According to him, “Our total commitment to transparency and accountability in government business is the only credible way to achieve limited to zero corruption.
“Africa will remain the centrepiece of our foreign policy. We will improve Nigeria’s diplomatic sphere of influence via peacekeeping, trade, and investment initiatives. We will pursue aggressively modalities for raising the national Internet penetration, as well as increase contribution of ICT to overall economic growth to aid national development.
“We intend to lay special emphasis on critical infrastructure, especially power, to ensure a clear measurable increase of 200 per cent of today’s generation, transmission and distribution within the shortest time possible through public private partnership.
“We will pursue intangible assets of good governance, rule of law, security of lives and properties, through an aggressive increase in personnel and equipment and inclusive training of operatives in our security agencies.
“We will emphasise patriotism, national interest, and national morale, quality of government, political will and character, which are all complimentary to the other assets. We will ensure that we have these assets in place and stress asset optimisation.
“Thinking through 2023 and beyond, we must think seriously about a leadership that is imbued with competence, capacity, credibility and commitment. The 4 Cs will be required to turn Nigeria around. Patriotism cannot be imposed; just like respect, it must be earned through dedication, responsiveness, active engagement, orientation, and prioritising of Nigerians in diaspora. The ripple effect will be rapid and will rub off positively on the country’s economy.”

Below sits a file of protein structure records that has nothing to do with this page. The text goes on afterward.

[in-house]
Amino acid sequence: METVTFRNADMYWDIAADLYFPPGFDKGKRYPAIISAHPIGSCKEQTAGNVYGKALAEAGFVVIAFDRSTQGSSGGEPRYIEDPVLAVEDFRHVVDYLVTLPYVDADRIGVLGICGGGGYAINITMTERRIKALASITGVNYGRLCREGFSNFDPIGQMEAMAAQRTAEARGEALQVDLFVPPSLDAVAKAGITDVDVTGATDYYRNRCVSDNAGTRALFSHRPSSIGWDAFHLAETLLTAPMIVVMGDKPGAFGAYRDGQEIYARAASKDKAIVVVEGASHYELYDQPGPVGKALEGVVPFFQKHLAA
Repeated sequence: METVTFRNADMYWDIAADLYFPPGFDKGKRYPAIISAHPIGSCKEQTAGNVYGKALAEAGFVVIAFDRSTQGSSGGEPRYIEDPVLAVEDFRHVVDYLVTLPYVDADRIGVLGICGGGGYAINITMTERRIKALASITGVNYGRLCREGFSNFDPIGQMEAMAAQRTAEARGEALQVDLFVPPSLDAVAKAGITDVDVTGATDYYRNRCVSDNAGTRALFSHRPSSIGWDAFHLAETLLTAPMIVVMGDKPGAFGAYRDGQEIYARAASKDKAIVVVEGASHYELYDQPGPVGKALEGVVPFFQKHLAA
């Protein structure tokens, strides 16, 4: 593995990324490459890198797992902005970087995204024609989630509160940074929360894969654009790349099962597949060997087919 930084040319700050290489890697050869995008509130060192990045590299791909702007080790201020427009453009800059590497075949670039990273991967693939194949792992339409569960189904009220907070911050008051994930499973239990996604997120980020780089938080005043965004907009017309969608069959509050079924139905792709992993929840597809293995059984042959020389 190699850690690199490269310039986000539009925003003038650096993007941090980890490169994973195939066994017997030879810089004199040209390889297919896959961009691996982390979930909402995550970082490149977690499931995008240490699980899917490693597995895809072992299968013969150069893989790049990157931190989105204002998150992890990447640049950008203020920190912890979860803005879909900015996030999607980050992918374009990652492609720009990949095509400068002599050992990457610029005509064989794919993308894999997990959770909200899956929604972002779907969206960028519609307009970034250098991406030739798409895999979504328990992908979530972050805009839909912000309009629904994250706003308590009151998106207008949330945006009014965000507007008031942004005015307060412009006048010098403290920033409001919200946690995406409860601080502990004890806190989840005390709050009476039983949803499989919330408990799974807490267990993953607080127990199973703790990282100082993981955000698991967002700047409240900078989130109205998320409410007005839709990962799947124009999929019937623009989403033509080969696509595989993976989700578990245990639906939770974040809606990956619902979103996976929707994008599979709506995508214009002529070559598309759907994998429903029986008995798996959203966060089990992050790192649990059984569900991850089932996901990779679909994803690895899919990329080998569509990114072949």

Obi told his audience that they had the network and numbers to negotiate the priorities of the government, especially during the election period.
He stated, “You should be able to place pressing issues on the agenda of the candidates and, subsequently, on the front burners for new government that will be formed.
“Besides voting, a citizen’s most coveted role is holding an elected government accountable. With your education, exposure and understanding of government responsibilities in your host country, and collective leverage, in the New Nigeria we seek, we must think out of the box and at times, disruptively. As government and as Nigerians in diaspora, we must henceforth contemplate those global best practices that will confer comparative advantage on us, and replicate known successes that can move Nigeria from consumption to production.
“Nigerians in the diaspora, when effectively engaged, can act as important ‘trade ambassadors’ and ‘negotiators’ for the country, especially at the level of attracting small-scale boutique businesses. No country thrives economically merely by exporting its raw materials and importing virtually everything. Such a disposition weakens our economic base and employment capabilities.
“Opportunities also abound for proactive collaboration between the diaspora community and the federal and state governments in expanding healthcare delivery; improving the quality of our healthcare system as well as ensuring skill transfers to locally-based practitioners.”
Culled from THISDAY